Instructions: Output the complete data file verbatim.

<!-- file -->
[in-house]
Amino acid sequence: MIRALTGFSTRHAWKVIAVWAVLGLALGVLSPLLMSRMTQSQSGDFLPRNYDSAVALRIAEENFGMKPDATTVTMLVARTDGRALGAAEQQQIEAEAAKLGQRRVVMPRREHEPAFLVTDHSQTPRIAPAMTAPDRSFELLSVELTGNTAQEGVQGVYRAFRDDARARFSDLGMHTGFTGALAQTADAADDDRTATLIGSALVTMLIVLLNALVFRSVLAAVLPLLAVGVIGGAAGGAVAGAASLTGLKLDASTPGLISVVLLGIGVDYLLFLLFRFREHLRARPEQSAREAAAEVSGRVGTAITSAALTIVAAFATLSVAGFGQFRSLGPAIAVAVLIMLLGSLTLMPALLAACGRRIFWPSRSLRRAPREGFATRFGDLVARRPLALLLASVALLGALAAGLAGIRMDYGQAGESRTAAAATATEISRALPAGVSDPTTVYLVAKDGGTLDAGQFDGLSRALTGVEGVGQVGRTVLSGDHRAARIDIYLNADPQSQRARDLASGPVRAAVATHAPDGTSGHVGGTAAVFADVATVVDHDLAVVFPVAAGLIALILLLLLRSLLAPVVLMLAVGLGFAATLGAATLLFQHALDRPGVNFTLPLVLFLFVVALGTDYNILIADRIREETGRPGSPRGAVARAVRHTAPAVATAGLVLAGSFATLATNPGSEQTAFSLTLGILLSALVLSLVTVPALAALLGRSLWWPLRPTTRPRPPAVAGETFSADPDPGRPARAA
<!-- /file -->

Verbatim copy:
[in-house]
Amino acid sequence: MIRALTGFSTRHAWKVIAVWAVLGLALGVLSPLLMSRMTQSQSGDFLPRNYDSAVALRIAEENFGMKPDATTVTMLVARTDGRALGAAEQQQIEAEAAKLGQRRVVMPRREHEPAFLVTDHSQTPRIAPAMTAPDRSFELLSVELTGNTAQEGVQGVYRAFRDDARARFSDLGMHTGFTGALAQTADAADDDRTATLIGSALVTMLIVLLNALVFRSVLAAVLPLLAVGVIGGAAGGAVAGAASLTGLKLDASTPGLISVVLLGIGVDYLLFLLFRFREHLRARPEQSAREAAAEVSGRVGTAITSAALTIVAAFATLSVAGFGQFRSLGPAIAVAVLIMLLGSLTLMPALLAACGRRIFWPSRSLRRAPREGFATRFGDLVARRPLALLLASVALLGALAAGLAGIRMDYGQAGESRTAAAATATEISRALPAGVSDPTTVYLVAKDGGTLDAGQFDGLSRALTGVEGVGQVGRTVLSGDHRAARIDIYLNADPQSQRARDLASGPVRAAVATHAPDGTSGHVGGTAAVFADVATVVDHDLAVVFPVAAGLIALILLLLLRSLLAPVVLMLAVGLGFAATLGAATLLFQHALDRPGVNFTLPLVLFLFVVALGTDYNILIADRIREETGRPGSPRGAVARAVRHTAPAVATAGLVLAGSFATLATNPGSEQTAFSLTLGILLSALVLSLVTVPALAALLGRSLWWPLRPTTRPRPPAVAGETFSADPDPGRPARAA